|Meet my "zombie tree." A different plan was required.|
It was discouraging. But, I sat back, thought it over, admitted I didn't have all I needed to successfully complete that plan. I went back to YouTube, found another plan, and this time made no substitutions. At the same stage of development, this tree looked a lot more like a tree.
|Looks more like a tree to me.|
The finished tree I liked well enough to make another ... with a third on the way ... and try two different leaf application plans. I enjoyed the results of both.
|Two finished trees with another on the way.|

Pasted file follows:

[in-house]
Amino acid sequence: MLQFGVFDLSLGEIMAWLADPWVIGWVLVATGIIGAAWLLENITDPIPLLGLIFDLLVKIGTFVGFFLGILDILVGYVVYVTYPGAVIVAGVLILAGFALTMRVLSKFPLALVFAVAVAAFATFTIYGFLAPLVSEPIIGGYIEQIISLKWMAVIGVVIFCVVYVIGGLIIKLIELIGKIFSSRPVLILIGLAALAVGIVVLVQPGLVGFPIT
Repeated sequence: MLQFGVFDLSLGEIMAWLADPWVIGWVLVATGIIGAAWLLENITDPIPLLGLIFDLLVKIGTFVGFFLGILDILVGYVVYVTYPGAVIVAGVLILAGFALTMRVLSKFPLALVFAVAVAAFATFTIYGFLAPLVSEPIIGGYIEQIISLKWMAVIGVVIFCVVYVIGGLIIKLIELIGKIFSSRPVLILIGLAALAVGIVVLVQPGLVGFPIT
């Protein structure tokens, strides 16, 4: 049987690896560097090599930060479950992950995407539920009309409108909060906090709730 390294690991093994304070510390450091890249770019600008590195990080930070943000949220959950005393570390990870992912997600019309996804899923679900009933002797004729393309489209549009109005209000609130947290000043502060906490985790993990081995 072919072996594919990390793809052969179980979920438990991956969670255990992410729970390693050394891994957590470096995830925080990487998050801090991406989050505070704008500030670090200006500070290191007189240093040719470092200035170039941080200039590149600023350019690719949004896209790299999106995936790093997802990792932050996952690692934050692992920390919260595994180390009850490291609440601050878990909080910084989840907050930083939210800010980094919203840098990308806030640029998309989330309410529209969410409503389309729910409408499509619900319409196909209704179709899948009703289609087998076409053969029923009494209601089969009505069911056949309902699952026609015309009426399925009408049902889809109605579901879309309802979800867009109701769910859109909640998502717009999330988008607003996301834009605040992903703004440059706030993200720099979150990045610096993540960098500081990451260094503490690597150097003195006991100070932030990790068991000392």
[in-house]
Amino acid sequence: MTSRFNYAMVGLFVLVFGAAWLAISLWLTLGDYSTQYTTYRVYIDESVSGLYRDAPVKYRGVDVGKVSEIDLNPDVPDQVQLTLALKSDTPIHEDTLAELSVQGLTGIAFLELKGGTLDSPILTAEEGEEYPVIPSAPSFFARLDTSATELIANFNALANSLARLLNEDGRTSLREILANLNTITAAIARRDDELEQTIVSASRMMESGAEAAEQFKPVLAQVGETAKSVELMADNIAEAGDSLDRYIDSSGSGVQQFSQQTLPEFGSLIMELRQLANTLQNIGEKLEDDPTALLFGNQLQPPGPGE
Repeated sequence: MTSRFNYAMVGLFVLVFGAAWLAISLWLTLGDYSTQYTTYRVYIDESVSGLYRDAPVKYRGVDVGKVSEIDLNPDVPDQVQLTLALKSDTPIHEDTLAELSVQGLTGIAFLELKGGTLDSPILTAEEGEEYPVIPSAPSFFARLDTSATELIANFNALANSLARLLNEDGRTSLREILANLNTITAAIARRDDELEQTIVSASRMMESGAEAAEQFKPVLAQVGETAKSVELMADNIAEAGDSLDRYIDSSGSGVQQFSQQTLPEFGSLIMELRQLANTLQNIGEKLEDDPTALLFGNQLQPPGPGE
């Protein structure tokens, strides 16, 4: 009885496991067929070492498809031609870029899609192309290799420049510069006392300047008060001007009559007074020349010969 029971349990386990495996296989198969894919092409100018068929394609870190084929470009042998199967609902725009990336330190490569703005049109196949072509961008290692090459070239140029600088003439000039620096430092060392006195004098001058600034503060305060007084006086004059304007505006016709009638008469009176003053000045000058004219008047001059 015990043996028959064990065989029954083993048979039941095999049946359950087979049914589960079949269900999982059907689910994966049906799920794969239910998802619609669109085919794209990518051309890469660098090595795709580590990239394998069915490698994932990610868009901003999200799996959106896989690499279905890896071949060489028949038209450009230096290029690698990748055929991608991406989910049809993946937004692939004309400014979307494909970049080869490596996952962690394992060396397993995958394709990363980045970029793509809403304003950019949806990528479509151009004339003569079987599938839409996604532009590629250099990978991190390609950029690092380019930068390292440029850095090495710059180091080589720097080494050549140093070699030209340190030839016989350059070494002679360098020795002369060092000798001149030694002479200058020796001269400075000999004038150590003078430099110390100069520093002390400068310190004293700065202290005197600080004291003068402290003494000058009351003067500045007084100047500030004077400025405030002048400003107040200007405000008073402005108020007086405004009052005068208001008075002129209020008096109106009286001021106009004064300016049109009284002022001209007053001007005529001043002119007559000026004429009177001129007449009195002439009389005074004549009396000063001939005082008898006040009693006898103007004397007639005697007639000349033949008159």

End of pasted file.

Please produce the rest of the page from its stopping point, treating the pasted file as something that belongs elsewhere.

But why am I telling you all this? Because, life right now seems to be strongly suggesting we try another plan. The one we are familiar with just isn't going to work during this COVID-19 coronavirus pandemic. We need a new plan for church worship. The PBA developed one in league with the CDC's recommendations and American Baptist plans from around the nation. Here it is and we have the resources to implement it and that's what we will do to keep everyone safe. We can worship together now as we will gather in numbers below the unsafe threshold and we have plenty of room for social distancing. It will seem unfamiliar at first, perhaps a little unsettling, but the safety of our beloved church community is the priority. Here's what the PBA offers as a new plan.